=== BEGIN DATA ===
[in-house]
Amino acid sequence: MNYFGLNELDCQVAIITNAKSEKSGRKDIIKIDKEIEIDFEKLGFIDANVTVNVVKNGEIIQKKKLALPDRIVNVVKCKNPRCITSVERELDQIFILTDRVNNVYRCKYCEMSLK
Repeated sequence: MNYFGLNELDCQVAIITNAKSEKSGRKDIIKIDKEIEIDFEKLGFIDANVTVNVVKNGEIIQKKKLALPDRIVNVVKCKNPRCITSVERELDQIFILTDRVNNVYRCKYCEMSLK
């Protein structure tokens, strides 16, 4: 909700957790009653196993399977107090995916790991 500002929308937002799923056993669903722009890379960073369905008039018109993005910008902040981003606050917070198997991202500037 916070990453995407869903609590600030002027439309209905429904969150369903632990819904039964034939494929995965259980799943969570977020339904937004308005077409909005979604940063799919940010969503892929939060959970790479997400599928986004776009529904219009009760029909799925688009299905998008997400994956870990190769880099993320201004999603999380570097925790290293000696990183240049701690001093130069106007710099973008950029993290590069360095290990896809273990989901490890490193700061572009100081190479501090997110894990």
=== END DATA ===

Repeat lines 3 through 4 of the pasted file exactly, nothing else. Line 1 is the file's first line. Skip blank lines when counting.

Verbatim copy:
Repeated sequence: MNYFGLNELDCQVAIITNAKSEKSGRKDIIKIDKEIEIDFEKLGFIDANVTVNVVKNGEIIQKKKLALPDRIVNVVKCKNPRCITSVERELDQIFILTDRVNNVYRCKYCEMSLK
């Protein structure tokens, strides 16, 4: 909700957790009653196993399977107090995916790991 500002929308937002799923056993669903722009890379960073369905008039018109993005910008902040981003606050917070198997991202500037 916070990453995407869903609590600030002027439309209905429904969150369903632990819904039964034939494929995965259980799943969570977020339904937004308005077409909005979604940063799919940010969503892929939060959970790479997400599928986004776009529904219009009760029909799925688009299905998008997400994956870990190769880099993320201004999603999380570097925790290293000696990183240049701690001093130069106007710099973008950029993290590069360095290990896809273990989901490890490193700061572009100081190479501090997110894990």